Thursday, March 29, 2001

Justices Consider Status of Digital Copies of Freelance Work
There was considerable debate throughout the argument about what actually happens when publishers transmit an issue to Lexis/Nexis, a division of Reed Elsevier Inc. that is also a defendant in the case, for inclusion in its electronic database. Justice Stephen G. Breyer said the outcome might depend on whether "the whole electronic analog of the entire paper is transmitted at one instant" or "article by article."

Mr. Tribe said that while a separate electronic file was created for each article, so that the articles can be identified and retrieved, "the technology shouldn't obscure what's happening." The entire newspaper is essentially transmitted at once, he said in an effort to bolster the view that inclusion in a database does not change the basic concept of an issue of the newspaper.

He said the freelancers' view of the law "is really quite a Luddite theory, that putting this stuff in a way that the 20th and 21st century has to have it is an infringement."

But Mr. Gold argued for the freelance writers that "the preparation of the article files as separate article files" for transmission to the database was itself the first in a chain of multiple copyright-infringing acts. It was the "equivalent of printing each article as an individual article that can be combined with any of a million others in a new work," he said.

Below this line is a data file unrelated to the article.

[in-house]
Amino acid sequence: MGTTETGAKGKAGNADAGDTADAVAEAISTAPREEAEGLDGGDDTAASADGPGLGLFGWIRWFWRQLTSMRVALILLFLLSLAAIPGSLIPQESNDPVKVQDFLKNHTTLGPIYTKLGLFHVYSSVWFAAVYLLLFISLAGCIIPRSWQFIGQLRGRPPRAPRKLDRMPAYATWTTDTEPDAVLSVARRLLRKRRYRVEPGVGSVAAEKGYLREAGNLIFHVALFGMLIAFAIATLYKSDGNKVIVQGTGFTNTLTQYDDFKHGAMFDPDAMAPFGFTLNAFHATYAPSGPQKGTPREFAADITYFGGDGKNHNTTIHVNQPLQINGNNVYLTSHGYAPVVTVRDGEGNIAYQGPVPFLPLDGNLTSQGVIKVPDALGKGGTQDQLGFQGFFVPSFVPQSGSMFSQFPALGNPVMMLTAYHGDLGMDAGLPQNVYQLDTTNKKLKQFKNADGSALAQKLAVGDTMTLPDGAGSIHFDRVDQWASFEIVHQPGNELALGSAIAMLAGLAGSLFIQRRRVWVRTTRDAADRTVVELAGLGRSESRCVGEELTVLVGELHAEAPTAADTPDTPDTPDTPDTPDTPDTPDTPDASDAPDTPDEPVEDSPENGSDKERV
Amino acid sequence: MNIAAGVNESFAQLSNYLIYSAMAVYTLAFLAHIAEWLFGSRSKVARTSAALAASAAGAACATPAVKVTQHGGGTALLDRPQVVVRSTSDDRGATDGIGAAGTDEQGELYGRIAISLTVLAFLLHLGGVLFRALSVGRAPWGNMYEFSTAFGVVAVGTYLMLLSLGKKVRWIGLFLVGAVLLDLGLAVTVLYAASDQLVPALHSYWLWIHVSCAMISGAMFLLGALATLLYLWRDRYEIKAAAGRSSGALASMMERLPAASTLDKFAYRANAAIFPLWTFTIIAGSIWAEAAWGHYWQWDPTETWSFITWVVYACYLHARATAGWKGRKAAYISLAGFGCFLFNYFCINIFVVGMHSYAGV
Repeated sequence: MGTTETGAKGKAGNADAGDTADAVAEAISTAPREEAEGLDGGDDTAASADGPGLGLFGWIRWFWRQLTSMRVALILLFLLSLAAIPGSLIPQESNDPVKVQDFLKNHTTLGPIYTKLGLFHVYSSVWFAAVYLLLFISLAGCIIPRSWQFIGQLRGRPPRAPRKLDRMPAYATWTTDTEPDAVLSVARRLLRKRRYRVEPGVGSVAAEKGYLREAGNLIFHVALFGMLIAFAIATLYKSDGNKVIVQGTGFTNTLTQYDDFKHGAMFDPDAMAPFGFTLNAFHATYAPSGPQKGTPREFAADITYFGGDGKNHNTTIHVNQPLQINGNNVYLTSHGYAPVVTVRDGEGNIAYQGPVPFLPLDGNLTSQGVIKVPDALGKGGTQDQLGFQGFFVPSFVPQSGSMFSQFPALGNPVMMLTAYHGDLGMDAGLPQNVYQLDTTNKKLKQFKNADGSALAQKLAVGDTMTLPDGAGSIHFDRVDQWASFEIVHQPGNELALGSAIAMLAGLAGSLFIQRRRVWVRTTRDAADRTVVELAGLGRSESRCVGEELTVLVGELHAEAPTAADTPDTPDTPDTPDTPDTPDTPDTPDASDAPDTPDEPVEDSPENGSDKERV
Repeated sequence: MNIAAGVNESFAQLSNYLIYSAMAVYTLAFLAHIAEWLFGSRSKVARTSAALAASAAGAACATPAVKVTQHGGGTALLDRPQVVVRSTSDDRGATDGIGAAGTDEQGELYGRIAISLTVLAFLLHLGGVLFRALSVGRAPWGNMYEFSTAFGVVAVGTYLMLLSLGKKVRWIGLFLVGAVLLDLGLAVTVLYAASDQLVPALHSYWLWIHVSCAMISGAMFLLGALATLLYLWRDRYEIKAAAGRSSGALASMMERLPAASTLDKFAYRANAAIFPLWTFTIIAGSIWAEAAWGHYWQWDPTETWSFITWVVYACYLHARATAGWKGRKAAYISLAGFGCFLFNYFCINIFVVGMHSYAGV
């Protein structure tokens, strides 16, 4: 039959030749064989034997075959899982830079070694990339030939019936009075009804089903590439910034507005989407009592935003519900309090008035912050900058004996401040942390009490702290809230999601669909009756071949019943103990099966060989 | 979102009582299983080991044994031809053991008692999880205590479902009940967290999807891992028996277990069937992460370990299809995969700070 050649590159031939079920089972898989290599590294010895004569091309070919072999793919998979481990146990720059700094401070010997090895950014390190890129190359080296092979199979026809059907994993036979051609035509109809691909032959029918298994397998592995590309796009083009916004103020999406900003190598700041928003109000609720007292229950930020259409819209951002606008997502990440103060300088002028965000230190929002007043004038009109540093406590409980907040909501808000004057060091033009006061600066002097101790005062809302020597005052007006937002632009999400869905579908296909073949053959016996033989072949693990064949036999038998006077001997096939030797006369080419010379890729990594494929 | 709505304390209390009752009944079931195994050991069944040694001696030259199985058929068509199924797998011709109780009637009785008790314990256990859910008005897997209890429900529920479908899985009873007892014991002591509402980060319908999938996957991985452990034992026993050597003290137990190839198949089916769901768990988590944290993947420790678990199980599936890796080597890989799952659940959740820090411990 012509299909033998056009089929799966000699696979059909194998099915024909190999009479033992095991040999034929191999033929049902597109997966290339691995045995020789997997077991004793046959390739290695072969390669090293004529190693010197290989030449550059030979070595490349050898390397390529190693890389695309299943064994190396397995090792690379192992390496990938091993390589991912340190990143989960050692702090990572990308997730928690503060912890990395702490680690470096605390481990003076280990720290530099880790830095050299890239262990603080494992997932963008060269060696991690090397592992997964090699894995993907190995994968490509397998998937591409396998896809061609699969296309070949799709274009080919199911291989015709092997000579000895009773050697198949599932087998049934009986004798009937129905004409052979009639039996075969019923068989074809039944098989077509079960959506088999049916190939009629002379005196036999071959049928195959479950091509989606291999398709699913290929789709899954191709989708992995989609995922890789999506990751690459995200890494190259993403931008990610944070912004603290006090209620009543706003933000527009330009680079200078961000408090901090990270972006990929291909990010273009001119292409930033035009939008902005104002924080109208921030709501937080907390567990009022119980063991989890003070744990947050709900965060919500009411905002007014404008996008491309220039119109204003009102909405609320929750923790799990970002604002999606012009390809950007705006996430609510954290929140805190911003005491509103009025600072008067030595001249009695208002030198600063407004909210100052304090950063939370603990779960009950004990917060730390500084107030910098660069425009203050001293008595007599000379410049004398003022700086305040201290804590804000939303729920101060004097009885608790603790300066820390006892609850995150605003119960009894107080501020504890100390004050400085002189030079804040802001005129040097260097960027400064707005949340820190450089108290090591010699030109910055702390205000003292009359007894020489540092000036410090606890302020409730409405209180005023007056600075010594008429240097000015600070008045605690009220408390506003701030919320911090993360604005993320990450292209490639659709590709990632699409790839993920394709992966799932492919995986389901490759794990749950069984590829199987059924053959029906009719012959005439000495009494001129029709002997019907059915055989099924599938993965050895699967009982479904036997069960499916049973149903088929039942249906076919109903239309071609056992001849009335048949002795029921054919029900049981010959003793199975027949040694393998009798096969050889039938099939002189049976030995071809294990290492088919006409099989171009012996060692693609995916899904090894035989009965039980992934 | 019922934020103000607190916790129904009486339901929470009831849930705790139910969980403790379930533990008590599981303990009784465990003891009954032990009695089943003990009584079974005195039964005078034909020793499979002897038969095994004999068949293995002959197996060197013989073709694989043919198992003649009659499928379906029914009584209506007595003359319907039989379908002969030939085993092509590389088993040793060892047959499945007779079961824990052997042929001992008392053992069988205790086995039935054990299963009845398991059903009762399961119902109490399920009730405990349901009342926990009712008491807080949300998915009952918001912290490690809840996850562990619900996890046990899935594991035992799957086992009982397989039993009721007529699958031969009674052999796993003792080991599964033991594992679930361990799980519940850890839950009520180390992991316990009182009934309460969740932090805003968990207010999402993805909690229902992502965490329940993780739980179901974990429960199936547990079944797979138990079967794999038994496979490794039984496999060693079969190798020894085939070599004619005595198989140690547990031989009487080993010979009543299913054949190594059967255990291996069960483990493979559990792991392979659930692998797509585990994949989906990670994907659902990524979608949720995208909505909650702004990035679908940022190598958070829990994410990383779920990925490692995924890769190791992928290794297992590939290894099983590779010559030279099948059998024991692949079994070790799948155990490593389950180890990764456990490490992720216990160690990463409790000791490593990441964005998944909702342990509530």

If that is an accurate description of the transformation from print to database, the publishers would be infringing the freelancers' copyrights because under the law, in the absence of an agreement to the contrary, authors retain their individual copyrights even as the publisher of a collective work like a newspaper or encyclopedia holds the copyright to the complete product or a revision of it. Publishers hold the copyright on individual articles produced by staff writers, as opposed to freelancers.

Since the mid-1990's, publishers have generally required freelance authors to waive their copyright in any electronic republication. So this case, New York Times v. Tasini, No. 00-201, has little implication for current practice in the publishing industry. But if the publishers lose, they face the prospect of considerable financial liability for past copyright infringement. The issue has been joined in new lawsuits filed recently by freelancers against publishers around the country.